Friday, September 13, 2013

What Has Changed Since the Credit Crisis of 2008?

Most of us - including me - look back at the events of the fall 2008 as period that we hope will never return.

Former Treasury Secretary Hank Paulson has in the media frequently in the past few weeks with his memories of that scary time, and they make interesting reading.

Of course, the most interesting memories will probably come from Ben Bernanke, but these will have to wait until he returns to Princeton.

The sense from most of the articles is much like one feels after barely missing a car crash - huge relief, followed by a sense that we will drive much more carefully in the future.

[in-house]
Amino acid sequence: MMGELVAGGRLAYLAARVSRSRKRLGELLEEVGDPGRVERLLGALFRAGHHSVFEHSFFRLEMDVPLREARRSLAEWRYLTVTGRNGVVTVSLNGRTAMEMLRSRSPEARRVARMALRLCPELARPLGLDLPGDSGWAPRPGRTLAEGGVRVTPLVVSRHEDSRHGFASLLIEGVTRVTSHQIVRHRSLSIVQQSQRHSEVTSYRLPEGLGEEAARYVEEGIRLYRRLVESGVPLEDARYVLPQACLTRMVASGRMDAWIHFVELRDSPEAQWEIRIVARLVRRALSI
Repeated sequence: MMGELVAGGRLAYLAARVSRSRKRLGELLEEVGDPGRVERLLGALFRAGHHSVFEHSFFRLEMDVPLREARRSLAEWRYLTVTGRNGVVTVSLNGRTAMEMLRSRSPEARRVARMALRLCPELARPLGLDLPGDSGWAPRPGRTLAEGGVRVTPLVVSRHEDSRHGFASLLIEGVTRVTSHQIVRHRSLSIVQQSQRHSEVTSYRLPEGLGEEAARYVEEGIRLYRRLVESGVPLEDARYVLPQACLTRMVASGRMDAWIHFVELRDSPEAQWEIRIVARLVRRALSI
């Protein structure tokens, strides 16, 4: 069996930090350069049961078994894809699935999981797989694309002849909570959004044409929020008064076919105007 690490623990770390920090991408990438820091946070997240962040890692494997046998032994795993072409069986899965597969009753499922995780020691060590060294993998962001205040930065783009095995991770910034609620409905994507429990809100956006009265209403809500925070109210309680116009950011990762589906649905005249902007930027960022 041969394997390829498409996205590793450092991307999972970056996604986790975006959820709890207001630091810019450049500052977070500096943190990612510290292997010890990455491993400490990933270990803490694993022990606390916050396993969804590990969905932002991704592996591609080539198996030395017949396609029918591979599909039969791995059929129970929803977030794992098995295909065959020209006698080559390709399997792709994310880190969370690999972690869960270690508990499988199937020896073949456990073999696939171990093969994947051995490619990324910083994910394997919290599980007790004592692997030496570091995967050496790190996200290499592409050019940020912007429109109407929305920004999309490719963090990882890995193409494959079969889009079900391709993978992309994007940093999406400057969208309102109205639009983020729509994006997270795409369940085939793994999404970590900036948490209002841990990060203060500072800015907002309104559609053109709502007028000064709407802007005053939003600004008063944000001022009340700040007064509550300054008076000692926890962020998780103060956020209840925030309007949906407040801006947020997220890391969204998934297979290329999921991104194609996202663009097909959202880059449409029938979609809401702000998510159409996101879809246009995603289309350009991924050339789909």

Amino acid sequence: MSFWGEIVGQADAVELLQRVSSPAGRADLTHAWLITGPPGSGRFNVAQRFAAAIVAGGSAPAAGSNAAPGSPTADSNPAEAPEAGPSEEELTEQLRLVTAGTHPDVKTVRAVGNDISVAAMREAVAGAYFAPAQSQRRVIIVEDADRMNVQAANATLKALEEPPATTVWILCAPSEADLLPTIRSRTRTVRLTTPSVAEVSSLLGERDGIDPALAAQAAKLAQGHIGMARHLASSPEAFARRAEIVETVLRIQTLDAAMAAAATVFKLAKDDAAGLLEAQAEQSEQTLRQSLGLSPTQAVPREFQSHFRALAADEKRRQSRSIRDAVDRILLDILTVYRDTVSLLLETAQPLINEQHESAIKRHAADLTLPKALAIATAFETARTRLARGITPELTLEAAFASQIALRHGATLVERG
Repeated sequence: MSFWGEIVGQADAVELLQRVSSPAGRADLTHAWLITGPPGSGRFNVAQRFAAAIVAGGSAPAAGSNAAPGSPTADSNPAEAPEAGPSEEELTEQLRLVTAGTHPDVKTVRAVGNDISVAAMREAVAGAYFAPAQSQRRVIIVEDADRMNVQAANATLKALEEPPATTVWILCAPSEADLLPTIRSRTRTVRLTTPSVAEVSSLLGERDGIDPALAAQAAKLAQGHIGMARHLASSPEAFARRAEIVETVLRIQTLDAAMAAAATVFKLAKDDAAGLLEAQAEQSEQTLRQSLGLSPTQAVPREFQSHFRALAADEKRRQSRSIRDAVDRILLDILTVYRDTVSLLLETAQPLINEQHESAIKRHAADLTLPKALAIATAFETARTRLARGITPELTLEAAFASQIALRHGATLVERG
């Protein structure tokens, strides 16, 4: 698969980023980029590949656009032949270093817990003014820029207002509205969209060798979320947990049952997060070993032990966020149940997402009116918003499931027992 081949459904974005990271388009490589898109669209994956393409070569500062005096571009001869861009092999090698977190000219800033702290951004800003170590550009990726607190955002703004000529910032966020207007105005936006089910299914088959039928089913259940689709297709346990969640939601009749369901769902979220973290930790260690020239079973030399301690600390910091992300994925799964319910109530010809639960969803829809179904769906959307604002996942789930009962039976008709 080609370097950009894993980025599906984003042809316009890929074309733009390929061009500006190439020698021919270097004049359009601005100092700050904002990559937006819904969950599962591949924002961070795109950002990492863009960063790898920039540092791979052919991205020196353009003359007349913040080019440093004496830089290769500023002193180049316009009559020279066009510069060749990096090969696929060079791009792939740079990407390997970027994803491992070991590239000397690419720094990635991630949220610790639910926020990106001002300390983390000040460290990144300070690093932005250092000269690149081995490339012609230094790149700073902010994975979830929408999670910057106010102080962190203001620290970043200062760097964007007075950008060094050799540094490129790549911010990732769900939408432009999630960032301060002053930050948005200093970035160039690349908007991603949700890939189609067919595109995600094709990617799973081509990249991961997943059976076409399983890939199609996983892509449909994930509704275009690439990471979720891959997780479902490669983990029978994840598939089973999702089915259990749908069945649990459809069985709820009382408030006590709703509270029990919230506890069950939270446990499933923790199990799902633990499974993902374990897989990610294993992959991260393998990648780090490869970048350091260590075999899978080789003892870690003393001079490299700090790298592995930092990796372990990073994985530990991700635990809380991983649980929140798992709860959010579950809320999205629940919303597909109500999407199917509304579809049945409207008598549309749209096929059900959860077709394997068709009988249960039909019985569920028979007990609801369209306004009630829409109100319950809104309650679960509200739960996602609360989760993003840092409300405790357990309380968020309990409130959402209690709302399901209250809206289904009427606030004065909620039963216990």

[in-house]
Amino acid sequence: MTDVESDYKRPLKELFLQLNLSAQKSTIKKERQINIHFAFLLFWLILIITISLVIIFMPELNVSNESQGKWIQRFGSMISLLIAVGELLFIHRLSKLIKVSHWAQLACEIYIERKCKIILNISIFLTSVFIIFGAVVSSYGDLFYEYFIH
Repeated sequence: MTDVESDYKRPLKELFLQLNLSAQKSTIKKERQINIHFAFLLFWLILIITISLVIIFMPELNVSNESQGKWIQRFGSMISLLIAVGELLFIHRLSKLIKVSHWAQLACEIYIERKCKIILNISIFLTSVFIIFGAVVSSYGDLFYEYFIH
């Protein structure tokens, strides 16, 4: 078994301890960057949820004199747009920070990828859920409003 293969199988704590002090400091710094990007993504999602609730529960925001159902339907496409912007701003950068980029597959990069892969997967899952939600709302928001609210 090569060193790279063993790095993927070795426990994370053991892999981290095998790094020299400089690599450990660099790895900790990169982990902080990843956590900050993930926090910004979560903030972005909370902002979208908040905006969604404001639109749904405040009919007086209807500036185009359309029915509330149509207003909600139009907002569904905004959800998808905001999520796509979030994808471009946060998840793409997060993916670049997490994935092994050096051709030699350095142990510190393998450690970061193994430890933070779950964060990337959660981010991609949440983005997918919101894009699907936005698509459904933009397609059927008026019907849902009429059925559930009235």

However, columnist Gillian Tett has a column in this morning's Financial Times suggesting that we have learned little from the events during the fall of 2008.

She lists six ways that our current financial system is just as insane as it was five years ago - perhaps even more so. 

I would suggest you read the whole column if you have time, but here's a quick summary of her six points.  I find it hard to disagree with any of them:
  1.  The big banks are bigger, not smaller;
  2. The shadow banking world is taking over more activity, not less;
  3. The system depends more than ever on investors' faith in central banks;
  4. The rich have become richer;
  5. Financiers have been prosecuted - but not for the credit bubble;
  6. Fannie {Mae} and Freddie {Mac} are alive and well.

Writing at a time when investor bullish sentiment continues to rise, Ms. Tett piece is a timely reminder that a crisis could return again.